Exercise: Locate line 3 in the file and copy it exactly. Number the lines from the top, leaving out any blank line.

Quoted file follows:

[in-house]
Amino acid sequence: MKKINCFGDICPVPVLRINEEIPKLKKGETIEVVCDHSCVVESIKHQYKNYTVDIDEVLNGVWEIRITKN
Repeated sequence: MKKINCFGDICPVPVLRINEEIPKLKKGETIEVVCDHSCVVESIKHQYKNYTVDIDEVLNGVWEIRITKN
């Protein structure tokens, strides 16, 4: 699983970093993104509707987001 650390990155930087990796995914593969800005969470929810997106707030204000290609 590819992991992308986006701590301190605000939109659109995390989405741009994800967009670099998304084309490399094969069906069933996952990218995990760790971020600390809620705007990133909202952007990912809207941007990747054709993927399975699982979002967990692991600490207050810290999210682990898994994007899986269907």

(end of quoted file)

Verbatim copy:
Repeated sequence: MKKINCFGDICPVPVLRINEEIPKLKKGETIEVVCDHSCVVESIKHQYKNYTVDIDEVLNGVWEIRITKN